Sri Lankan asylum seekers feel unsafe in Diego Garcia

Sri Lankan asylum seekers feel unsafe in Diego Garcia

A group of Sri Lankan asylum seekers on an isolated British island territory have told UN investigators they feel unsafe and forgotten, as they reported sexual assaults and harassment of children, as well as self-harm and suicide attempts.

Inspectors from the UN’s refugee agency visited Diego Garcia, in the Indian Ocean, to check on their welfare.

They found that conditions there amounted to arbitrary detention.

The Foreign Office said the island was not suitable for migrants to live.

Other than the migrant camp, the island is used as a UK-US military base. Thousands of troops are stationed there, usually on a one-year deployment, along with a smaller number of military contractors. For all allegations of sexual assault and harassment, the alleged perpetrators were other asylum seekers.

Civilian visitors are not allowed – and the island has officially had no resident population since the early 1970s when UK relocated all the people living there so it could develop the base.

The 61 people currently in the island camp are mostly Sri Lankan Tamils and the first of them landed on Diego Garcia in October 2021 after their boat ran into trouble while trying to sail to Canada, according to migrants and officials.

heir subsequent asylum claims were the first ever to be launched on British Indian Ocean Territory (BIOT) – an area described as being “constitutionally distinct and separate from the UK”, and where the UK government argues that the refugee convention does not apply.

In its response to the UN report on the asylum seekers, a Foreign Office spokeswoman said: “”BIOT is not a suitable location for migrants, which is why we have been working tirelessly to process the migrants’ claims for protection and to find a suitable third country for those whose claims are upheld.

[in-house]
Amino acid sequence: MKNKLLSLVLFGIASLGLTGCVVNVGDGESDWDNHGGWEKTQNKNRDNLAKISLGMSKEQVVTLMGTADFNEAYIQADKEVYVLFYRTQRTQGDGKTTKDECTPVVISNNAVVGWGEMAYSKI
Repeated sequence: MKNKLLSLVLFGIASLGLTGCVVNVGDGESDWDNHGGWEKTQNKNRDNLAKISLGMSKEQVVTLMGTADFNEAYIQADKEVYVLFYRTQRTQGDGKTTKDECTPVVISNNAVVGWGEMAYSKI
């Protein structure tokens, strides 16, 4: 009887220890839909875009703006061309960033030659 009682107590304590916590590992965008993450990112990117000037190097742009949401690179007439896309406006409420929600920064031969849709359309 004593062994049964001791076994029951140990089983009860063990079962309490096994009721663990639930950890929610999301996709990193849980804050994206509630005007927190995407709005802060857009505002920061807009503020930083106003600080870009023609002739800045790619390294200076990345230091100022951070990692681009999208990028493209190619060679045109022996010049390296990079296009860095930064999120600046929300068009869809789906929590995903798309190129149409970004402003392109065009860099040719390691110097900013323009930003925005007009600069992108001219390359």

“At all times, the welfare and safety of migrants on BIOT has been our top priority.”

UNHCR – the UN Refugee Agency – says the visit by its inspectors in late November marked the first time an “external party” had gained access to the island to monitor conditions there since the asylum seekers’ arrival. The draft report it produced following its visit was released to the BBC by the supreme court of BIOT.

During its visit, UNHCR representatives heard several allegations of sexual assault and harassment, with alleged victims including young children. In all instances, the alleged perpetrators were other asylum seekers, the report says.

It adds that there was likely to be an “under-reporting” of sexual violence because of shame and stigma, and a view among asylum seekers that there would not be an effective response.

“It was clear from speaking to asylum seekers, both the general population and those who had made allegations, that they did not see anything to be gained by reporting, both in terms of justice and safety, including due to the fact that alleged perpetrators of sexual assault remain living in the camp alongside alleged victims,” the report says.

A decision made last July to designate family tents and single male tents was a “positive step” but “unlikely to be sufficient as a prevention mechanism”, it notes, adding that there was “little evidence of other preventive measures”.

In the UN report, the asylum seekers on the island, which is hundreds of miles away from any other population, describe being bitten by rats in a fenced-off camp and say that they are only permitted to leave it under security escort, even if they just want to walk to the beach.

That has led to feelings of despair and and incidents of self-harm and suicide attempts, , the UN’s draft report – one of the first detailed insights into conditions on the island – says.

The group of asylum seekers, which includes 16 children, said they felt bored, depressed, and hopeless. Some said they felt “forgotten”, while one woman said: “Many of us think about ending our lives.”

Some of the children told the inspectors they had witnessed violence and self-harm, and made multiple references to suicide during the UN visit, the draft report says.

Some of them recalled a time when a security dog came to visit the camp and they watched it through the security fence. “The children said that it made them sad that the dog was able to be outside the fence and they were not,” the report says.

The asylum seekers do not have access to the internet and have never met their lawyers in person. Until now, details of the conditions they are being held in have been scarce – recounted mainly in court hearings in the UK.

A separate process has been established to determine if the group should be sent back to Sri Lanka or to a “safe third country”.

The BBC last year established contact with multiple asylum seekers on the island, who described conditions there as hellish.

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